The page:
There are now 3 possible online modes for units:
Units with modes Online timetabled and Online flexible are available for any student to self-enrol and study online.
Units available in Online Restricted mode have been adapted for online study only for those students who require the unit to complete their studies and who are unable to attend campus due to COVID border closures. To be enrolled in a unit in Online Restricted mode, students should contact their Student Advising Office through askUWA and include which of the below criteria applies:
- You are a student who is currently offshore and unable to enter Australia.
- You are a student in Australia who is impacted by state or regional border closures.
Click on an offering mode for more details.
Face to face
Predominantly face-to-face. On campus attendance required to complete this unit. May have accompanying resources online.
100% Online Unit. NO campus face-to-face attendance is required to complete this unit. All study requirements are online only. Unit is asynchronous delivery, with NO requirement for students to participate online at specific times.
100% Online Unit. NO campus face-to-face attendance is required to complete this unit. All study requirements are online only. Unit includes some synchronous components, with a requirement for students to participate online at specific times.
Not available for self-enrolment. Restricted to enrolment by students unable to attend campus due to COVID border closures. Students access this mode by contacting their student office through AskUWA. 100% Online Unit.
NO campus face-to-face attendance. All study and assessment requirements are online only. Unit includes some timetabled activities, with a requirement for students to participate online at specific times. In exceptional cases (noted in the Handbook) students may be required to participate in face-to-face laboratory classes when a return to UWA’s Crawley campus becomes possible in order to be awarded a final grade.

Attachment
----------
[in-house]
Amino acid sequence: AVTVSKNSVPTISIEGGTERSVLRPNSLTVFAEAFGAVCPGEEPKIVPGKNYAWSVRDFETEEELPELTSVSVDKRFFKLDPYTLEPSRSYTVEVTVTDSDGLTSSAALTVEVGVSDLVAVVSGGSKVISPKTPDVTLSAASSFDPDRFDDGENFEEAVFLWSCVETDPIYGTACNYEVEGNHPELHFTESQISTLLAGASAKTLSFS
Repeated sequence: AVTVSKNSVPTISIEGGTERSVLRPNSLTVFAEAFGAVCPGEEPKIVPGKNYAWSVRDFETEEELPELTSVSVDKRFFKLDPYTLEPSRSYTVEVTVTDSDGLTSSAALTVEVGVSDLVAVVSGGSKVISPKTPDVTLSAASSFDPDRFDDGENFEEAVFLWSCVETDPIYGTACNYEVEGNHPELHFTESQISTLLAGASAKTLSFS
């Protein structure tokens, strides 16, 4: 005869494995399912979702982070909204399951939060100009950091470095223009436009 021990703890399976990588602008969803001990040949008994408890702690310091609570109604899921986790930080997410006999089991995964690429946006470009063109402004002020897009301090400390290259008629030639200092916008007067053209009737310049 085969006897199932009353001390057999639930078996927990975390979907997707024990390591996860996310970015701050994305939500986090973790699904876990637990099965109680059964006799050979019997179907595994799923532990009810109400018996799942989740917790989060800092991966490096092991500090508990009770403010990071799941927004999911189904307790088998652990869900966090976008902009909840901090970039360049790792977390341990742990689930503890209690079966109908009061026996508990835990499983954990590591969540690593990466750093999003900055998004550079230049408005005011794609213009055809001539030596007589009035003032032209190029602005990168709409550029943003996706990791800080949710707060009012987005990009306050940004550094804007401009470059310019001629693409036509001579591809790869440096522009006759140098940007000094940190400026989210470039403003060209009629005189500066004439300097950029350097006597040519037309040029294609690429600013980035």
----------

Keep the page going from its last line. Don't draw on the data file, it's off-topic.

No attendance or regular contact is required, and all study requirements are completed either via correspondence and/or online submission.
Regular attendance is not required, but student attends the institution face to face on an agreed schedule for purposes of supervision and/or instruction.
Multiple modes of delivery. Unit includes a mix of online and on-campus study requirements. On campus attendance for some activities is required to complete this unit.
HART2276 Prints from Dürer to Toulouse-Lautrec
- 6 points
Availability Location Mode Not available in 2021 UWA (Perth) Face to face
- Details for undergraduate courses
- Level 2 elective
- The introduction of prints on paper around 1400 is often cited as a media revolution comparable only to our own, recent transition into the digital age. First invented in China several centuries earlier, printmaking profoundly changed Western visual culture as low-cost, multiple-image prints permeated everyday life from card-playing to personal devotion. Such was the significance of prints in the transmission of artistic and political ideas that they soon required regulation in the form of copyright or censorship. Within the larger context of Europe's emerging colonial and missionary ambitions, prints also communicated between 'centre' and 'periphery', with images of Christian saints being printed as far afield as Mexico and China and visual records of foreign costumes and customs streaming back into Europe. This unit examines the production and reception of prints both as exclusive, high art and as popular, low art. Particular focus is paid to the implications of their status as multiples, their impact on the dissemination of knowledge, and their role as agents in cultural exchange.